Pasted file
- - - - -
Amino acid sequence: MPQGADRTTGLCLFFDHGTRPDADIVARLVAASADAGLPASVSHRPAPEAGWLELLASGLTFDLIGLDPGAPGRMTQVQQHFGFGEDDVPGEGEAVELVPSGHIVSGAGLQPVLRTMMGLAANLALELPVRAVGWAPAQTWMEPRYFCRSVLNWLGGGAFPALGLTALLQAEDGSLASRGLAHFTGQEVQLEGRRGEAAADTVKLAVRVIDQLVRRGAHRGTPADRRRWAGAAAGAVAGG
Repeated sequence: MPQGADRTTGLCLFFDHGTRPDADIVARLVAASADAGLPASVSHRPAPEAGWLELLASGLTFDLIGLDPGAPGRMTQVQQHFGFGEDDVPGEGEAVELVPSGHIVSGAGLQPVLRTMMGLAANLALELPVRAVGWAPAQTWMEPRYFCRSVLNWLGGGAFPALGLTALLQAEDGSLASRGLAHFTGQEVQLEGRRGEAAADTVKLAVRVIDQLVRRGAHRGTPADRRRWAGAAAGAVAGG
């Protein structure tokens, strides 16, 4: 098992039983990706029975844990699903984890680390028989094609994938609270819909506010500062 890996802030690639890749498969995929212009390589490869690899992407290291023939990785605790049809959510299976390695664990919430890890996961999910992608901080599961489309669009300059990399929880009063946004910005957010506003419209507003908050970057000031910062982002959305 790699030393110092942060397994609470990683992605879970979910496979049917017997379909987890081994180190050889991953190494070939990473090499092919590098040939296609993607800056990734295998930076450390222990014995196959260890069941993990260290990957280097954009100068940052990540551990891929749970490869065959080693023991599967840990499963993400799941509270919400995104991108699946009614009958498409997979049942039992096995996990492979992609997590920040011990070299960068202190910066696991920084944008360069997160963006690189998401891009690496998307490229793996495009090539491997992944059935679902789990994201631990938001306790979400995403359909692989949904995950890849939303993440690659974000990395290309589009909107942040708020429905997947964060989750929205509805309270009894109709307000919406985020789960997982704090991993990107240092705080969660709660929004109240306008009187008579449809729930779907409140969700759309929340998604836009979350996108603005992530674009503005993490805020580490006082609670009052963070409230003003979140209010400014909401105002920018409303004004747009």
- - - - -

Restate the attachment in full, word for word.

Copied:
Amino acid sequence: MPQGADRTTGLCLFFDHGTRPDADIVARLVAASADAGLPASVSHRPAPEAGWLELLASGLTFDLIGLDPGAPGRMTQVQQHFGFGEDDVPGEGEAVELVPSGHIVSGAGLQPVLRTMMGLAANLALELPVRAVGWAPAQTWMEPRYFCRSVLNWLGGGAFPALGLTALLQAEDGSLASRGLAHFTGQEVQLEGRRGEAAADTVKLAVRVIDQLVRRGAHRGTPADRRRWAGAAAGAVAGG
Repeated sequence: MPQGADRTTGLCLFFDHGTRPDADIVARLVAASADAGLPASVSHRPAPEAGWLELLASGLTFDLIGLDPGAPGRMTQVQQHFGFGEDDVPGEGEAVELVPSGHIVSGAGLQPVLRTMMGLAANLALELPVRAVGWAPAQTWMEPRYFCRSVLNWLGGGAFPALGLTALLQAEDGSLASRGLAHFTGQEVQLEGRRGEAAADTVKLAVRVIDQLVRRGAHRGTPADRRRWAGAAAGAVAGG
């Protein structure tokens, strides 16, 4: 098992039983990706029975844990699903984890680390028989094609994938609270819909506010500062 890996802030690639890749498969995929212009390589490869690899992407290291023939990785605790049809959510299976390695664990919430890890996961999910992608901080599961489309669009300059990399929880009063946004910005957010506003419209507003908050970057000031910062982002959305 790699030393110092942060397994609470990683992605879970979910496979049917017997379909987890081994180190050889991953190494070939990473090499092919590098040939296609993607800056990734295998930076450390222990014995196959260890069941993990260290990957280097954009100068940052990540551990891929749970490869065959080693023991599967840990499963993400799941509270919400995104991108699946009614009958498409997979049942039992096995996990492979992609997590920040011990070299960068202190910066696991920084944008360069997160963006690189998401891009690496998307490229793996495009090539491997992944059935679902789990994201631990938001306790979400995403359909692989949904995950890849939303993440690659974000990395290309589009909107942040708020429905997947964060989750929205509805309270009894109709307000919406985020789960997982704090991993990107240092705080969660709660929004109240306008009187008579449809729930779907409140969700759309929340998604836009979350996108603005992530674009503005993490805020580490006082609670009052963070409230003003979140209010400014909401105002920018409303004004747009």